Vocal abuse in rock-and-roll singers
Eugene M. Batza, Ph.D.
Department of Otolaryngology, Section of Speech Pathology
ROCK-AND-ROLL music, because of its extremely high sound intensities, poses a serious threat to the hearing of its creators, according to a recent report by Jerger and Jerger.1 It would seem that some of those young singers are placing themselves in double jeopardy. Characteristically, contemporary rock-and-roll musical groups generate intense sound levels not only instrumentally but often vocally in competition with their instruments. The empiric conclusion that these singers probably abuse the vocal mechanism is not unreasonable. Excessive laryngeal muscular contraction obviously characterizes the voice production of many a rock-and-roll artist.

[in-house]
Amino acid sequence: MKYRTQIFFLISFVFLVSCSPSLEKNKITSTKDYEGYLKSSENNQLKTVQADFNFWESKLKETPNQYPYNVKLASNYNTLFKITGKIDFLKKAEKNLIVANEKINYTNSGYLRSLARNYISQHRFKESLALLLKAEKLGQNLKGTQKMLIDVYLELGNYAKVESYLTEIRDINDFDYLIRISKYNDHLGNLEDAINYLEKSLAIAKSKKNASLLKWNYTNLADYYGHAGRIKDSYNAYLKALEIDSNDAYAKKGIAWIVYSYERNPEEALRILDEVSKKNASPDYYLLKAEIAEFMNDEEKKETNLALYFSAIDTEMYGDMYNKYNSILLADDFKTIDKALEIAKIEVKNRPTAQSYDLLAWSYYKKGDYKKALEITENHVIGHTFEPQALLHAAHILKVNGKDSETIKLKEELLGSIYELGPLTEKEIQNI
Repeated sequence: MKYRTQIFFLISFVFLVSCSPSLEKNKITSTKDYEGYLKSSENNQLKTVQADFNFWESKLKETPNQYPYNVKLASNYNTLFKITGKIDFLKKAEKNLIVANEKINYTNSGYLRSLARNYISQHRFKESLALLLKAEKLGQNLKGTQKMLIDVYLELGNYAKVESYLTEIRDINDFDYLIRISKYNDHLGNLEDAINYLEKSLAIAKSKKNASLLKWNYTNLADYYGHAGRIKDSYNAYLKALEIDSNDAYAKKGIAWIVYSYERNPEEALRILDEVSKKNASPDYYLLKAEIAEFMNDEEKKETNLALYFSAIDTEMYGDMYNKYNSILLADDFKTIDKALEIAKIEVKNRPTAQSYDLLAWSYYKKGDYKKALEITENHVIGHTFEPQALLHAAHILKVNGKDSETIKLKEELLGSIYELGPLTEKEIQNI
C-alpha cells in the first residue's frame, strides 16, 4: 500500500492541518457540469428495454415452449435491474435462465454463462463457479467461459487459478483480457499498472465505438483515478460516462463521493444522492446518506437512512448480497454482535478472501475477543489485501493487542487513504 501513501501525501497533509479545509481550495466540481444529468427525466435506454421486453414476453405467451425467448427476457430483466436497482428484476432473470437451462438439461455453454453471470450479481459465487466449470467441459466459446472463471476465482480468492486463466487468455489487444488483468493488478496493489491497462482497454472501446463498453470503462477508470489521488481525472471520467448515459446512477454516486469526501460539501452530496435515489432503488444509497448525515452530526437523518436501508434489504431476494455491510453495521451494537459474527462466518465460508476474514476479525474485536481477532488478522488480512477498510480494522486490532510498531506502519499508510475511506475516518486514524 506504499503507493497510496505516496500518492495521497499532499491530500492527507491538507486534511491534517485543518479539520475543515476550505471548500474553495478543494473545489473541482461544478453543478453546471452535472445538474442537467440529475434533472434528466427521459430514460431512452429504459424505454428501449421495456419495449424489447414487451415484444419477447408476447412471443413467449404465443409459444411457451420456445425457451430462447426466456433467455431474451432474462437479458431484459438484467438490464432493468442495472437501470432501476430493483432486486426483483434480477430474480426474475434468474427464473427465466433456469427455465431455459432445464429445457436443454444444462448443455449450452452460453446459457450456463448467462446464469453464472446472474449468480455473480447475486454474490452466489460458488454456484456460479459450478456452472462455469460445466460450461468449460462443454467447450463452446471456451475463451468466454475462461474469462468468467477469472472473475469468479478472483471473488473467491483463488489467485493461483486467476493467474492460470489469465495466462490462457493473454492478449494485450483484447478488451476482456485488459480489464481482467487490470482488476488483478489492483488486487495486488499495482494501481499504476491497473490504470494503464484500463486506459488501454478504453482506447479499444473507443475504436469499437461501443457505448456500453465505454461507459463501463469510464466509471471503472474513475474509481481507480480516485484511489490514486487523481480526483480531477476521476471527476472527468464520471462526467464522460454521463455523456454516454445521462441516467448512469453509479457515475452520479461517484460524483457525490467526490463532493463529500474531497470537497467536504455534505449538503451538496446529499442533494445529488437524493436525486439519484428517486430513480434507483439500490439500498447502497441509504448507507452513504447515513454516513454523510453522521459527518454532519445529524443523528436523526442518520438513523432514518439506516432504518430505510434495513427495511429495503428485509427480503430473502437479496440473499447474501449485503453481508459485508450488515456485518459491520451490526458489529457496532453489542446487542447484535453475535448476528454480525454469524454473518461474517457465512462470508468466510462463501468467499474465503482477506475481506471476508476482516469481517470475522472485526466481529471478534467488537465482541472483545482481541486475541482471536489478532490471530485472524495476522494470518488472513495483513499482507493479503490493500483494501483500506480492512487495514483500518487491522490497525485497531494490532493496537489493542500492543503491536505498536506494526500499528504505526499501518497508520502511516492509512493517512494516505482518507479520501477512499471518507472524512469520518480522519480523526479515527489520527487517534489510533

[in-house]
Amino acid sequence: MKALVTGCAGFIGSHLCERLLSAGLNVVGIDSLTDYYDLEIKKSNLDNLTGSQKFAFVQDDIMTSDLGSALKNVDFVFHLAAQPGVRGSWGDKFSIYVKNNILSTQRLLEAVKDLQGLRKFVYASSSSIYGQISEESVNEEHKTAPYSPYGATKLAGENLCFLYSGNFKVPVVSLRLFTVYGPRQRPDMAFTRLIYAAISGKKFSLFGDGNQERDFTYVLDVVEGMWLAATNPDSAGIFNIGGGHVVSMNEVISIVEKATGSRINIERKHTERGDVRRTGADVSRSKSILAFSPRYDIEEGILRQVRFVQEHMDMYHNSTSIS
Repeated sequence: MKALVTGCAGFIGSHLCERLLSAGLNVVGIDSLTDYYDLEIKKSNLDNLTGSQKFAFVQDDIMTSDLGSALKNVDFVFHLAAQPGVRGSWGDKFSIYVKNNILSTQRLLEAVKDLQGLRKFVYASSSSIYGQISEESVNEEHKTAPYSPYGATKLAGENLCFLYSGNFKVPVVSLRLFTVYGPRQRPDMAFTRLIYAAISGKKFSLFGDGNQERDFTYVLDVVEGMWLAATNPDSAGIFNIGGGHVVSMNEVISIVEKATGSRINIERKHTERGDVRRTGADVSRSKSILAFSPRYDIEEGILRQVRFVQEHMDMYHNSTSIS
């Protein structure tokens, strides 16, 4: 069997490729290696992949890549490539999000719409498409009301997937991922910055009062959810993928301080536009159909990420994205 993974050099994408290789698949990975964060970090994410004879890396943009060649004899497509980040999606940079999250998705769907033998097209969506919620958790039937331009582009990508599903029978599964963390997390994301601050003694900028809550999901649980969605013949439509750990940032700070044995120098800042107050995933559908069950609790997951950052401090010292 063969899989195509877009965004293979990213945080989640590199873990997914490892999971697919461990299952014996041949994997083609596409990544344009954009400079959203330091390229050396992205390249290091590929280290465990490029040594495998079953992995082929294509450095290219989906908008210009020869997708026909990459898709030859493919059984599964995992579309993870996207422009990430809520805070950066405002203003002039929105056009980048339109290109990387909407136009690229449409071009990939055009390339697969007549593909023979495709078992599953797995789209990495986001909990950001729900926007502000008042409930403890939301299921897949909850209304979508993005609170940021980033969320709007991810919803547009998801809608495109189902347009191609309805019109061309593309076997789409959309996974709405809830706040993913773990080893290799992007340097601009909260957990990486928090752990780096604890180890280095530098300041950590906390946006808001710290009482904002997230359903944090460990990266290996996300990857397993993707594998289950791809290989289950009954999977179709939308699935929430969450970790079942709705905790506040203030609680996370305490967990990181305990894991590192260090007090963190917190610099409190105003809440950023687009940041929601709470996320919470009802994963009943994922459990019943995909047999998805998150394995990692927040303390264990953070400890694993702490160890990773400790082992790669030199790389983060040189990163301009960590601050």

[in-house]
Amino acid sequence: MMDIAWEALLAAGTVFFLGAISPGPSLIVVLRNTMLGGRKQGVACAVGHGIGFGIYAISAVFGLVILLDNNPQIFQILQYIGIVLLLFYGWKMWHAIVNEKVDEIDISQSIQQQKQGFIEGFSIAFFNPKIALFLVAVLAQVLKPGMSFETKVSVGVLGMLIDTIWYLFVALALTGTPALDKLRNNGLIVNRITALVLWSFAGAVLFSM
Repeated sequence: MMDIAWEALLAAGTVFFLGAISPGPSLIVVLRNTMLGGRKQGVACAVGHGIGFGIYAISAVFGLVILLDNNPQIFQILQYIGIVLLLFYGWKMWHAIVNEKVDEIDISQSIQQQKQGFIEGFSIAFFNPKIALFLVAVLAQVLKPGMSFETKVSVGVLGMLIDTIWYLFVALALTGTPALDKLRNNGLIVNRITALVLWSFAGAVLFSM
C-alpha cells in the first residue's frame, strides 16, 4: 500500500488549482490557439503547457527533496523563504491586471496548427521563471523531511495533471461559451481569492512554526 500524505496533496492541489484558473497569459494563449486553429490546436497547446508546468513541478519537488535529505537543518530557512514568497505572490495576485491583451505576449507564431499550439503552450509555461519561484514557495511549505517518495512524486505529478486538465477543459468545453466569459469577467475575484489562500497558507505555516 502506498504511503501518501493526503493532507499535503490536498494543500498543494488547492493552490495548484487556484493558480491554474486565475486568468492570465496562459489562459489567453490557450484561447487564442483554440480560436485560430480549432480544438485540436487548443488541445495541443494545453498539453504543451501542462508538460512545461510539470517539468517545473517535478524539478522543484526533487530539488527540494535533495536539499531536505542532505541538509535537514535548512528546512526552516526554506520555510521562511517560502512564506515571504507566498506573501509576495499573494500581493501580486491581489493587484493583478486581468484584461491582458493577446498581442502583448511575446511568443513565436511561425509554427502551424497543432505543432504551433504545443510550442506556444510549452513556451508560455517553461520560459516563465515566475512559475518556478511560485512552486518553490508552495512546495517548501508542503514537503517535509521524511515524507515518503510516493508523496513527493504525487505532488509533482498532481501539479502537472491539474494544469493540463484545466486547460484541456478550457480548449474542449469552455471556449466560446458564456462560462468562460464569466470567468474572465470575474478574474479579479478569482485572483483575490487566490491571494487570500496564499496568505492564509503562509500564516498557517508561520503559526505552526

Vocal abuse is an inevitable byproduct of certain factors that seem to predominate in rock-and-roll entertainment today, and it is proposed that many of these young singers are particularly vulnerable to vocal injury for a number of reasons. First, there is the aforementioned tendency to sing excessively loudly. Despite electronic amplification of the voice, instrumental intensity is so high that anything less than maximum vocal output must certainly seem inadequate to the singer. The effects of auditory masking on vocal intensity are well known.
In addition, the high sensory input (and no doubt the use of a drug in some cases) seems to generate an emotional frenzy that impels the singer to even greater vocal output. For special effect, he may emit a shriek or, playing on vocal nuance, purposely modify the tone in such a way that a cacophonous timber, strongly suggestive of excessive paraglottic constriction, is heard.
The vocal intemperance of the young . . .